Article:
-- Learn the Lingo, and Understand the Legislative Process. In Your Community Local government leaders speak a different language, or so it seems. Their talk is loaded with terms unfamiliar to most horse people. Learn them. Here are just a few of these terms:

o Public hearing - A public hearing is a proceeding open to the public where a municipal body evaluates possible action, such as enacting a new zoning regulation. Often, these hearings give members of the public (and their attorneys) a chance to comment on the proposed regulation or ask questions of the municipal leaders or consultants. Typically, under the law, the local government must hold a public hearing before amending a zoning ordinance.

o Setback restriction - Setback restrictions are restrictions that prevent a landowner from situating structures, such as barns or outbuildings, or fences within a certain distance from a property line, curb, or other structure.

o Planning Commission or Planning Board - State laws typically authorize local governments to establish planning commissions or planning boards. Generally speaking, these bodies are set up to advise the municipality on land restrictions and issues. In many cases, the planning commission will hold public hearings, take its own vote on a proposed zoning measure, and then submit a report to the municipal government. After that, the government can hold its own public hearings and then make its decision.

o Grandfather clause - A grandfather clause is a provision in a new law that exempts those who were not in compliance with the law when it took effect. For example, if a new zoning ordinance provides that horse barns must be located 50 feet or more from a lot line, a grandfather clause might provide that barns existing when the law took effect may continue their operations, even if the barns are located less than 50 feet from the lot line.

-- Stay Aware of Local Government Meeting Agendas Know where the local government publishes or posts meeting notices for its planning commission and governing body. Keep aware of whether the agenda includes matters of interest to you. Remember that the municipality must give advance notice of its agenda and cannot "sneak in" an important measure, such as a revamped horse ordinance, without following proper channels for advance notice and hearings to the residents.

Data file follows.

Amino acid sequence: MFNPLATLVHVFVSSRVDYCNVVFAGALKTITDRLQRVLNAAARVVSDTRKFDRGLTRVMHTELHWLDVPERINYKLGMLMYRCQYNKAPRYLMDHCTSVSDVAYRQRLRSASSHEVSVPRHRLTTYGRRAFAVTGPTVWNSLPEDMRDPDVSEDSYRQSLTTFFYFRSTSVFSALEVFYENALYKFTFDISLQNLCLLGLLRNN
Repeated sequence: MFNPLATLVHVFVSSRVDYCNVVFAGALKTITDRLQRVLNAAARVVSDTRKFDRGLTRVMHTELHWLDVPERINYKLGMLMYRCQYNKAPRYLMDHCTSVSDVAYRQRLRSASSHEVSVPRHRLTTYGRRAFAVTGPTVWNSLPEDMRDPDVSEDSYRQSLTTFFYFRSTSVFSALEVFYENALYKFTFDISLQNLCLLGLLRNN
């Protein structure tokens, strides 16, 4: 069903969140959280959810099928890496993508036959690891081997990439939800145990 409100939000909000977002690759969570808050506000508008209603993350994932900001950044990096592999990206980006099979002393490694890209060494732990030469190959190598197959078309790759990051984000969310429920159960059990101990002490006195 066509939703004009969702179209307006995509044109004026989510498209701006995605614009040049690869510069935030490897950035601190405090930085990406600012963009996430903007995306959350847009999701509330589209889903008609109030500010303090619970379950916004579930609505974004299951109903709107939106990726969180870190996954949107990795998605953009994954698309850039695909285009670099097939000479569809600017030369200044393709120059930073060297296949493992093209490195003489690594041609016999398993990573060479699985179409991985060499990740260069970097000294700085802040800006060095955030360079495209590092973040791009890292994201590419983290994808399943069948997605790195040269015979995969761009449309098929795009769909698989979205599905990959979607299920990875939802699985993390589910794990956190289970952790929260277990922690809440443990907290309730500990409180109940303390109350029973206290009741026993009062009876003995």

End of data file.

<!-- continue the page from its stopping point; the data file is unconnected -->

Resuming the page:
-- Consider Establishing an Association A well-organized group of horse proponents can strengthen the odds for success. The association can pool its resources and raise funds. Associations can also assign members to track important local government meeting dates, hire lawyers or consultants when needed, develop a network of interested members who will contact concerned residents about key meetings, evaluate zoning or land use ordinance proposals and developing reasonable alternatives, plan orderly presentations at public hearings, and share important information with concerned residents.

-- Consider Exposing the Community and its Leadership To Horses in a Positive Way If you are allowed to do so, consider inviting local planning commissioners and community leaders to a friendly, well-organized "open house" or community barn tour. In planning the event, of course, you will hand-pick presentable facilities, invite all members of the planning commission, local government, and others, and tour the guests through the facilities. This type of event may virtually become an eye-opener to some and might help them abandon long-held prejudices that horses somehow generate foul sights, sounds, and odors, or that horses threaten property values.